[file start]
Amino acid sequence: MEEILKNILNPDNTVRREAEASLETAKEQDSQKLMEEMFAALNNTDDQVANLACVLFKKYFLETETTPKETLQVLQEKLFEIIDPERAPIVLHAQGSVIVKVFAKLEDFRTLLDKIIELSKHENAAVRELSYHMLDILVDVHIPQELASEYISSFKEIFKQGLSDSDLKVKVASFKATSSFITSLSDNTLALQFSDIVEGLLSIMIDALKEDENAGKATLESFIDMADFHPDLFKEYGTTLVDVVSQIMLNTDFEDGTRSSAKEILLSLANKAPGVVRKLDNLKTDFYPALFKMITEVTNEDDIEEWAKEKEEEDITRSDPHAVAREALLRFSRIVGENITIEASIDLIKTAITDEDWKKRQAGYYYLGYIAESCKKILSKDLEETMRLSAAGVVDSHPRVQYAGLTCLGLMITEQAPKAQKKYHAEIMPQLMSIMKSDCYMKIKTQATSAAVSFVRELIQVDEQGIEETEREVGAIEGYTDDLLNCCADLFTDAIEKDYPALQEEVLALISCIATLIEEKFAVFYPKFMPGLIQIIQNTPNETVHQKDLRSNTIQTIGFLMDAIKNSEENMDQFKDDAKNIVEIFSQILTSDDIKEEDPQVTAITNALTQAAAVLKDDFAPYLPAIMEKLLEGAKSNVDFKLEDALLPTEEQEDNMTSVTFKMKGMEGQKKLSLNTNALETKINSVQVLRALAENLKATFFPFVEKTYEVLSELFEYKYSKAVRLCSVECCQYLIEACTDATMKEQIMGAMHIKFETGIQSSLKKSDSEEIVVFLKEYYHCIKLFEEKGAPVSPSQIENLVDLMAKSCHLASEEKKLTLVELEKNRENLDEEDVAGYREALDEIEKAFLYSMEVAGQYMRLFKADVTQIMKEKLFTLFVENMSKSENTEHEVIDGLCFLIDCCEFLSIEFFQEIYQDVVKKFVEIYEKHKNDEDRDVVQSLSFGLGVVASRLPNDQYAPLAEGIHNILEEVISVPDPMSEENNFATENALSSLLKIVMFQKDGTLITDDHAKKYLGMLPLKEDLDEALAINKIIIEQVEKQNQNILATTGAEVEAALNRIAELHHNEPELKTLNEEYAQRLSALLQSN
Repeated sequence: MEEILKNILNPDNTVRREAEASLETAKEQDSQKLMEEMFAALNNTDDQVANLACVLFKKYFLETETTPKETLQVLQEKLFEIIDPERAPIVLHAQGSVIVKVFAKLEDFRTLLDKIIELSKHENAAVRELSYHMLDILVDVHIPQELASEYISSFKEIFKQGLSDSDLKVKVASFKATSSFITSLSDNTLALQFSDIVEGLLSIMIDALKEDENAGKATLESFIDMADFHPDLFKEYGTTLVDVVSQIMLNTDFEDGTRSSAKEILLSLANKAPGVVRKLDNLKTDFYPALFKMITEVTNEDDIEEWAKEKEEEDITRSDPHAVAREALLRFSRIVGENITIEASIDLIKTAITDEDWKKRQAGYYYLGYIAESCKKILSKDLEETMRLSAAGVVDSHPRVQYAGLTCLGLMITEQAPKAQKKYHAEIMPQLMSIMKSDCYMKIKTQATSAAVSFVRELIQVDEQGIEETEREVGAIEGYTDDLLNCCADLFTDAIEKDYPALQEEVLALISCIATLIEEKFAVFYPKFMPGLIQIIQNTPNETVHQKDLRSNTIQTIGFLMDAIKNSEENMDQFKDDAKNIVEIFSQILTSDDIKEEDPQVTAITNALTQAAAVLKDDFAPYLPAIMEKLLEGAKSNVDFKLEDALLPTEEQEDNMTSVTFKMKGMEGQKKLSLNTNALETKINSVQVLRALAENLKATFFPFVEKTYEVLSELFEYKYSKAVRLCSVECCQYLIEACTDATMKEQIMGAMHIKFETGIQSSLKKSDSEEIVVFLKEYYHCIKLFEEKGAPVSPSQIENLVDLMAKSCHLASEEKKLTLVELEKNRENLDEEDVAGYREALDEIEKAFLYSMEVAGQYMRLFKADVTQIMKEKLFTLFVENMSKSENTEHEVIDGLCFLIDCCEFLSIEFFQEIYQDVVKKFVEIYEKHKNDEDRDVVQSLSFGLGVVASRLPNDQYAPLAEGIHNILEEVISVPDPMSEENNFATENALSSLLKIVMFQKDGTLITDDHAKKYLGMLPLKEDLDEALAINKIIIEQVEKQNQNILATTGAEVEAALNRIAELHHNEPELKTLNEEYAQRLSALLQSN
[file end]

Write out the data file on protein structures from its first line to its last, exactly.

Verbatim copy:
Amino acid sequence: MEEILKNILNPDNTVRREAEASLETAKEQDSQKLMEEMFAALNNTDDQVANLACVLFKKYFLETETTPKETLQVLQEKLFEIIDPERAPIVLHAQGSVIVKVFAKLEDFRTLLDKIIELSKHENAAVRELSYHMLDILVDVHIPQELASEYISSFKEIFKQGLSDSDLKVKVASFKATSSFITSLSDNTLALQFSDIVEGLLSIMIDALKEDENAGKATLESFIDMADFHPDLFKEYGTTLVDVVSQIMLNTDFEDGTRSSAKEILLSLANKAPGVVRKLDNLKTDFYPALFKMITEVTNEDDIEEWAKEKEEEDITRSDPHAVAREALLRFSRIVGENITIEASIDLIKTAITDEDWKKRQAGYYYLGYIAESCKKILSKDLEETMRLSAAGVVDSHPRVQYAGLTCLGLMITEQAPKAQKKYHAEIMPQLMSIMKSDCYMKIKTQATSAAVSFVRELIQVDEQGIEETEREVGAIEGYTDDLLNCCADLFTDAIEKDYPALQEEVLALISCIATLIEEKFAVFYPKFMPGLIQIIQNTPNETVHQKDLRSNTIQTIGFLMDAIKNSEENMDQFKDDAKNIVEIFSQILTSDDIKEEDPQVTAITNALTQAAAVLKDDFAPYLPAIMEKLLEGAKSNVDFKLEDALLPTEEQEDNMTSVTFKMKGMEGQKKLSLNTNALETKINSVQVLRALAENLKATFFPFVEKTYEVLSELFEYKYSKAVRLCSVECCQYLIEACTDATMKEQIMGAMHIKFETGIQSSLKKSDSEEIVVFLKEYYHCIKLFEEKGAPVSPSQIENLVDLMAKSCHLASEEKKLTLVELEKNRENLDEEDVAGYREALDEIEKAFLYSMEVAGQYMRLFKADVTQIMKEKLFTLFVENMSKSENTEHEVIDGLCFLIDCCEFLSIEFFQEIYQDVVKKFVEIYEKHKNDEDRDVVQSLSFGLGVVASRLPNDQYAPLAEGIHNILEEVISVPDPMSEENNFATENALSSLLKIVMFQKDGTLITDDHAKKYLGMLPLKEDLDEALAINKIIIEQVEKQNQNILATTGAEVEAALNRIAELHHNEPELKTLNEEYAQRLSALLQSN
Repeated sequence: MEEILKNILNPDNTVRREAEASLETAKEQDSQKLMEEMFAALNNTDDQVANLACVLFKKYFLETETTPKETLQVLQEKLFEIIDPERAPIVLHAQGSVIVKVFAKLEDFRTLLDKIIELSKHENAAVRELSYHMLDILVDVHIPQELASEYISSFKEIFKQGLSDSDLKVKVASFKATSSFITSLSDNTLALQFSDIVEGLLSIMIDALKEDENAGKATLESFIDMADFHPDLFKEYGTTLVDVVSQIMLNTDFEDGTRSSAKEILLSLANKAPGVVRKLDNLKTDFYPALFKMITEVTNEDDIEEWAKEKEEEDITRSDPHAVAREALLRFSRIVGENITIEASIDLIKTAITDEDWKKRQAGYYYLGYIAESCKKILSKDLEETMRLSAAGVVDSHPRVQYAGLTCLGLMITEQAPKAQKKYHAEIMPQLMSIMKSDCYMKIKTQATSAAVSFVRELIQVDEQGIEETEREVGAIEGYTDDLLNCCADLFTDAIEKDYPALQEEVLALISCIATLIEEKFAVFYPKFMPGLIQIIQNTPNETVHQKDLRSNTIQTIGFLMDAIKNSEENMDQFKDDAKNIVEIFSQILTSDDIKEEDPQVTAITNALTQAAAVLKDDFAPYLPAIMEKLLEGAKSNVDFKLEDALLPTEEQEDNMTSVTFKMKGMEGQKKLSLNTNALETKINSVQVLRALAENLKATFFPFVEKTYEVLSELFEYKYSKAVRLCSVECCQYLIEACTDATMKEQIMGAMHIKFETGIQSSLKKSDSEEIVVFLKEYYHCIKLFEEKGAPVSPSQIENLVDLMAKSCHLASEEKKLTLVELEKNRENLDEEDVAGYREALDEIEKAFLYSMEVAGQYMRLFKADVTQIMKEKLFTLFVENMSKSENTEHEVIDGLCFLIDCCEFLSIEFFQEIYQDVVKKFVEIYEKHKNDEDRDVVQSLSFGLGVVASRLPNDQYAPLAEGIHNILEEVISVPDPMSEENNFATENALSSLLKIVMFQKDGTLITDDHAKKYLGMLPLKEDLDEALAINKIIIEQVEKQNQNILATTGAEVEAALNRIAELHHNEPELKTLNEEYAQRLSALLQSN